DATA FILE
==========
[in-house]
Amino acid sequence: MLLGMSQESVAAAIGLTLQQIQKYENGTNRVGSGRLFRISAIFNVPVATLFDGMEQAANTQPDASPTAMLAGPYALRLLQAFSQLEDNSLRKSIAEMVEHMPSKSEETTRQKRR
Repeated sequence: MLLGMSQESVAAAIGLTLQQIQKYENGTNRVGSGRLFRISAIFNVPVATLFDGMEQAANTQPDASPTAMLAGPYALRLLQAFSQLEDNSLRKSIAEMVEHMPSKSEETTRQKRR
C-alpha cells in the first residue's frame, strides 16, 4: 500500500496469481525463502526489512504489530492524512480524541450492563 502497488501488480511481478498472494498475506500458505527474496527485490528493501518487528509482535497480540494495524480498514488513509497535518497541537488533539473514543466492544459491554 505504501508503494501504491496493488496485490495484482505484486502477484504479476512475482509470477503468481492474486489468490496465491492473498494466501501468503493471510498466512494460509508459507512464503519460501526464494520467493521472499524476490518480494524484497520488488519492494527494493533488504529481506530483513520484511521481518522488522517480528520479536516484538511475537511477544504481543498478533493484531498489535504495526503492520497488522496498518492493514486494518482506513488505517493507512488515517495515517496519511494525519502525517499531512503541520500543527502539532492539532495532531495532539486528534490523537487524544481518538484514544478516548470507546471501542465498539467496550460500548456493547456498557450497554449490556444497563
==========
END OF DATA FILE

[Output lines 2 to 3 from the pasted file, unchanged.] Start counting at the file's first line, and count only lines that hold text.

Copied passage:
Amino acid sequence: MLLGMSQESVAAAIGLTLQQIQKYENGTNRVGSGRLFRISAIFNVPVATLFDGMEQAANTQPDASPTAMLAGPYALRLLQAFSQLEDNSLRKSIAEMVEHMPSKSEETTRQKRR
Repeated sequence: MLLGMSQESVAAAIGLTLQQIQKYENGTNRVGSGRLFRISAIFNVPVATLFDGMEQAANTQPDASPTAMLAGPYALRLLQAFSQLEDNSLRKSIAEMVEHMPSKSEETTRQKRR